The story of Leslie Lemke begins in Milwaukee in 1952. His mother gave him up for adoption at birth. As a complication of his premature birth, Leslie developed retinal problems, then glaucoma, and his eyes had to be surgically removed in the first months of life. There was also brain damage, and Leslie was extremely ill. The county asked May Lemke, a nurse-governess who they knew and trusted, if she would take Leslie into her receiving home, ill as he was and carrying such a dire prognosis. That didn’t deter May. At age 52, and having raised five children of her own, May Lemke said she would. And she did.
Every day May massaged the baby’s entire body. She prayed over him, cried over him, she placed his hands on her tears. As Leslie grew, so did May’s problems.
They years passed. When Leslie was six he learned to stand alone. All this time he didn’t respond to her. But all this time May continued to love him and pray over him. Then one day May noticed Leslie’s finger plucking a taut string on a package. She wondered whether Leslie was sensitive to music. May began to surround Leslie with music. She played every type of music imaginable.
Leslie played and sang often, but mostly the simple tunes May sang or popular songs from the radio. May wasn’t into classical music. In the early morning hours May heard music. She thought Joe had left the television on. She went to turn it off and there was Leslie, playing flawlessly from beginning to end, having heard it but once, Tchaikovsky’s Piano Concerto No. 1, which was the theme song for that movie. God’s miracle, May said, came into full bloom that night. May dropped to her knees and said, “Thank you, dear God. You didn’t forget Leslie.”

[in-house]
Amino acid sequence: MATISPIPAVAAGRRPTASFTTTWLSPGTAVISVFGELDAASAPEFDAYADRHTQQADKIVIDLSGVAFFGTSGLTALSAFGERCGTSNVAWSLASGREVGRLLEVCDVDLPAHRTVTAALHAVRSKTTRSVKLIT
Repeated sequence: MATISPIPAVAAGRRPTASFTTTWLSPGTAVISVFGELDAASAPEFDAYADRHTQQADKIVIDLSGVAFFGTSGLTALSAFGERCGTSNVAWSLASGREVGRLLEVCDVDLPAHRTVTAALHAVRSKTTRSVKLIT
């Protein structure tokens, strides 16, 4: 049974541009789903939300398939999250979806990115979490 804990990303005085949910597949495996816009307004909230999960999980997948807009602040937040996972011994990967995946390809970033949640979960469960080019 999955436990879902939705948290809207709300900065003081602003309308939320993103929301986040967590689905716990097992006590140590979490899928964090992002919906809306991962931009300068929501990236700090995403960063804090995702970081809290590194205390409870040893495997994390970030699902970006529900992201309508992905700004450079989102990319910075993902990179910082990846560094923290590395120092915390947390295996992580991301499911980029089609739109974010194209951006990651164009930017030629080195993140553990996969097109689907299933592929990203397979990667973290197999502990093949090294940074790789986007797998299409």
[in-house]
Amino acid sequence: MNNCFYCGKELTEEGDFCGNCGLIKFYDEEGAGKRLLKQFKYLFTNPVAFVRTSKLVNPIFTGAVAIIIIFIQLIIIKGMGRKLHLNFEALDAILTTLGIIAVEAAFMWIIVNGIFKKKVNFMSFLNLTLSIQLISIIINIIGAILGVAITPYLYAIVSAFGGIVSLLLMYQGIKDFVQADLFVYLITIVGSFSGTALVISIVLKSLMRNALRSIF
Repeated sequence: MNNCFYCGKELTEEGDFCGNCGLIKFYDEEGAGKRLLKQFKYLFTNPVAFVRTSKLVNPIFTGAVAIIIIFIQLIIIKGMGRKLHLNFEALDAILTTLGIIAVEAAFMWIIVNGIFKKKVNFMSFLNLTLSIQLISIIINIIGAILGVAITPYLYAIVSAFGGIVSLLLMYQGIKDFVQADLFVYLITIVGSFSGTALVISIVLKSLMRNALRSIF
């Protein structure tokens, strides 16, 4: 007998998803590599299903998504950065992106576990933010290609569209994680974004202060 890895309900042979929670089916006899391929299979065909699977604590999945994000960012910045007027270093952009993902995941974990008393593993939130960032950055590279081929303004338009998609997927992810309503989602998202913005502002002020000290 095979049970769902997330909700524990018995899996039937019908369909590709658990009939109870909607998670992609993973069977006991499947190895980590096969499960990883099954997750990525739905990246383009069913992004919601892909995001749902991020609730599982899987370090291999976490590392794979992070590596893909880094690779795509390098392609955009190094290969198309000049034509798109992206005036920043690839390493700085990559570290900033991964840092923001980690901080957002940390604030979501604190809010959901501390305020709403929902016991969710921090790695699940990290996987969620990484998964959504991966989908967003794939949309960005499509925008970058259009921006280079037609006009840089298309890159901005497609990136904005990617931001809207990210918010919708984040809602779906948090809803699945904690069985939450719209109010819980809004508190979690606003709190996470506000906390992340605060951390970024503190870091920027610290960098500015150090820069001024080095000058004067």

In June 1980 Leslie gave a concert in Fond du Lac, Wisconsin. People were amazed by what they had seen — a young man who is blind, mentally challenged, with cerebral palsy, and never having had a music lesson in his life playing what seemed like a limitless repertoire and repeating flawlessly whatever was played to him after a single hearing.
This Sunday’s second reading and the Gospel reading speak about the command to Love. 1 John reminds us that God has first loved us. He has showered His Mercy on us. In the Gospel reading we hear that we are to love one another as Jesus loves us, with a selfless love, a love willing to give His Life for us. We are called to sacrificial love.
Look at the story of May and Leslie, it tells us what love does in our life. LOVE does miracles. Love does bit have any reservation. It is for everyone. It makes us equal before God. Jesus tells us “this is my commandment: love one another as I love you.”